Triple Negative Breast Cancer with Andrew Seidman, MD and Joyce O'Shaughnessy, MD: Case 1 - Episode 7
How does eribulin differ in its mechanism of action from the other lines of therapy in this patient?
Eribulin, or Halaven, is an anti-microtubule classically, but we're learning more and more about the potential mechanisms of action. I was there in the early 1990s developing paclitaxel for breast cancer, and we know that the taxanes exert a unique effect on microtubules in that they cause polymerization of the microtubule and they stabilize the microtubules against the forces that cause their depolymerization. This is uniquely different than vinca alkaloids, which cause the depolymerization of the microtubules.
So we've learned that Halaven has a unique effect in preventing elongation at the end of the microtubule, it prevents the alpha and beta tubulent subunits from forming successful dimers, which are necessary for this process of elongation. This is an energy-dependent process and these dimers form dysfunctional aggregates, which can't contribute to that process.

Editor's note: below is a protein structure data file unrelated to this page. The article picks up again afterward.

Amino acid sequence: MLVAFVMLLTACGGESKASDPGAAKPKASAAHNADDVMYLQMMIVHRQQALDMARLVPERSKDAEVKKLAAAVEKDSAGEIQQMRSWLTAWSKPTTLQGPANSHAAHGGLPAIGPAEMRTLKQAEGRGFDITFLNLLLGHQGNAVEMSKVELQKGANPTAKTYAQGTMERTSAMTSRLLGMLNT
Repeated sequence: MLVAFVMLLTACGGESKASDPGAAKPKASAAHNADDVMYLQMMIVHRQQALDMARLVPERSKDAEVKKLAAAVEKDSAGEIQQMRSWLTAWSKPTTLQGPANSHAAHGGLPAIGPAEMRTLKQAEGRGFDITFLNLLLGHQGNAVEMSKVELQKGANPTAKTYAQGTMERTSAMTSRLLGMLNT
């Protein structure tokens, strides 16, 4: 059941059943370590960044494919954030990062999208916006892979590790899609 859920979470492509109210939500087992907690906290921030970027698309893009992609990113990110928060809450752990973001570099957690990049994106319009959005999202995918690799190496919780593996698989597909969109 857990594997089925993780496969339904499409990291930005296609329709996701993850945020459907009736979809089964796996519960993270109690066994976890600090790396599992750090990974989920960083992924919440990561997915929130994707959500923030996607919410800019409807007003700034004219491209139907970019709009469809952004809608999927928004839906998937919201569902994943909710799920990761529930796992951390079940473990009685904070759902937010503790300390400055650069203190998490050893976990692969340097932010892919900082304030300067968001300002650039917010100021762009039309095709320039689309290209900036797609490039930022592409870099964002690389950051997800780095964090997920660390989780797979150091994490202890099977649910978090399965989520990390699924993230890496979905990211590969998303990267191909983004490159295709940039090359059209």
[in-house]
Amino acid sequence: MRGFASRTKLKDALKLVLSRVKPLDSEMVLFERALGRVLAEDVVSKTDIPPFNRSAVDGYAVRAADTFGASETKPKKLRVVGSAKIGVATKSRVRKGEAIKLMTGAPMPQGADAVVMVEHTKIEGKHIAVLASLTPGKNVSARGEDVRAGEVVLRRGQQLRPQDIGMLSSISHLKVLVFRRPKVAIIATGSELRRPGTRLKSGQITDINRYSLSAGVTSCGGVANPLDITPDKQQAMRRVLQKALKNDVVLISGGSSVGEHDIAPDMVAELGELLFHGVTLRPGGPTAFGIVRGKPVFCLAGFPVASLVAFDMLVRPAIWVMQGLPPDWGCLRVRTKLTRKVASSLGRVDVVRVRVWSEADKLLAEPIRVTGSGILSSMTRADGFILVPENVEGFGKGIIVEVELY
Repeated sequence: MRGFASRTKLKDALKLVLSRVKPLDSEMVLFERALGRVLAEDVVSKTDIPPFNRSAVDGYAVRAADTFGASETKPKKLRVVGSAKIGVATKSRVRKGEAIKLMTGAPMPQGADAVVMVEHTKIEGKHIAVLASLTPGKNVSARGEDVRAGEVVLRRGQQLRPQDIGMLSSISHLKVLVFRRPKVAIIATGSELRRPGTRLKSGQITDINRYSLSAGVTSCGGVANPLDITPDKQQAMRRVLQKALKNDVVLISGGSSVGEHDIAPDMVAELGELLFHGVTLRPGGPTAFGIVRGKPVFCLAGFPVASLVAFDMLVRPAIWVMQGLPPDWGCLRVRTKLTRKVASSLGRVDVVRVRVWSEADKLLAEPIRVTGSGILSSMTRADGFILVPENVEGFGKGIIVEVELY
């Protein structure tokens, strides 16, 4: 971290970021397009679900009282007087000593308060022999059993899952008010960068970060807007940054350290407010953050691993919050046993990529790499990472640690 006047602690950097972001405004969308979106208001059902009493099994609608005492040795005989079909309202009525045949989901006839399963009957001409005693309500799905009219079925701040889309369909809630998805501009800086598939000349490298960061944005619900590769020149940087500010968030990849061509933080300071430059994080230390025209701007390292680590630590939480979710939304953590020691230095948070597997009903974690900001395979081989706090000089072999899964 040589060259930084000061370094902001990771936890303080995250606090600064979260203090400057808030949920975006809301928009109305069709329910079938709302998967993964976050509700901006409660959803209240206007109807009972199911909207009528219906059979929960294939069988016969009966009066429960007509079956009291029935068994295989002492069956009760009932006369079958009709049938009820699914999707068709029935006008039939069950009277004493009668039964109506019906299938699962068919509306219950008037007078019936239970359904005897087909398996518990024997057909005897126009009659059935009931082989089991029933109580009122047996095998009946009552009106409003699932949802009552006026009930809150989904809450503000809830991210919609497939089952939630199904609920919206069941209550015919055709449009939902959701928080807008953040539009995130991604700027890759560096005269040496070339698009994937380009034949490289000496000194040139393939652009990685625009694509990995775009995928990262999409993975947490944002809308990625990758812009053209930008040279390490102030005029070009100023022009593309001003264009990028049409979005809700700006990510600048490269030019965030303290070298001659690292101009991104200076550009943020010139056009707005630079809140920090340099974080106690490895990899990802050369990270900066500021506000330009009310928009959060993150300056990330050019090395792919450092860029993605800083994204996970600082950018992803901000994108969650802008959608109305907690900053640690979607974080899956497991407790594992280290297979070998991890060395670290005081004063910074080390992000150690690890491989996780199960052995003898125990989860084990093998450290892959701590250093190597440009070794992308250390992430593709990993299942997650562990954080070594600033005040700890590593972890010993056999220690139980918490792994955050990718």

Triple Negative Breast Cancer: Case 1
Christine H is a 54-year-old stay-at-home-mother who works part time as a real estate agent. Medical history is notable for hypertension (well controlled) and surgery for aortic aneurysm in 2011
In September 2013, she presented to her PCP with a right breast lump; mammogram showed a large primary breast mass and two enlarged axillary lymph nodes.
At her follow-up in May 2014, the patient showed progression of the right chest wall metastases, and several new liver lesions were detected.
In December of 2014, she presented with increasing fatigue and chest pain on follow up and her CT scan was consistent with progression of the hepatic metastases, with several new lesions also noted in the lungs; her ECOG performance status (PS) at the time was 1.